light, the seasons, and the agricultural growing season. This was summarized by the economic historian Fernand Braudel, who wrote, “The world (before the nineteenth century) consisted of one vast peasantry where between 80 and 95 percent of people lived from the land and nothing else. The rhythm, quality, and deficiency of harvests ordered all material life” (Braudel, 1973). Gradually, with growing linkages through national and international trade, and as agriculture’s share of economic activity has decreased, the role of local weather on harvests (and of climate on the economy) has declined in significance. Many people are surprised to learn that in 1999, farming contributed only $74 billion of the $9.3 trillion (about 0.8 percent) of US gross domestic product. Furthermore, in 1999 agriculture’s share of total hours worked also totaled 0.8 percent (Bureau of Economic Analysis, 2001).
Today, modern technology enables humans to live in large numbers in virtually every climate on earth. For the bulk of economic activity, variables such as wages, unionization, labor-force skills, and political factors overwhelm climatic considerations. For example, when a manufacturing firm decides between investing in Hong Kong and Moscow, climate will probably not be on the list of factors considered. Moreover, the processes of economic development and technological change tend progressively to reduce sensitivity to climate as the share of agriculture in output and employment declines and as capital-intensive space heating and cooling, enclosed shopping malls, artificial snow, and accurate weather or hurricane forecasting reduce the vulnerability of economic activity to weather. This trend is seen even in developing countries; countries classified as “low income” by the World Bank (including China and India) had 31 percent of their output coming from agriculture in 1980, while by 1998 that share had declined to 23 percent (World Bank, 2001).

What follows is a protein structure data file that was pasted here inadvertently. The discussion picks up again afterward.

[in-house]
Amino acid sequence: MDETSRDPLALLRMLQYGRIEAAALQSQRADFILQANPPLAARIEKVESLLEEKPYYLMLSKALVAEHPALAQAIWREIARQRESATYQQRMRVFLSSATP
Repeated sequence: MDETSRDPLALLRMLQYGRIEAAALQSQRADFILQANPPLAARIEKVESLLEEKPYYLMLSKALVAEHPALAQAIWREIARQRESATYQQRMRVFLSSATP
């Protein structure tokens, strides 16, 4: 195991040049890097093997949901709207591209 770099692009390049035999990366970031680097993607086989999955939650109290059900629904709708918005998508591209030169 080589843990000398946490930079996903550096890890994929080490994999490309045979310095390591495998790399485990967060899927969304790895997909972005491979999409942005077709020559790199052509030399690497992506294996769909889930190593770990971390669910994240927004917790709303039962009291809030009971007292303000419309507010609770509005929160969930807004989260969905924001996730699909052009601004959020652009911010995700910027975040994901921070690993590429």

Changes in the historical vulnerability of the US economy to weather can be seen by looking at variability of output in agriculture, which is the most weather-sensitive sector of the economy. The variability is measured as the deviations from trend of real gross output originating in agriculture in 1996 prices over the 1929-2000 period (Figure 5.2)1 and is caused by a wide variety of factors including weather, floods, exchange-rate changes, demand volatility, as well as bad harvests abroad. The year-to-year variability of agricultural output has risen over time along with the growth in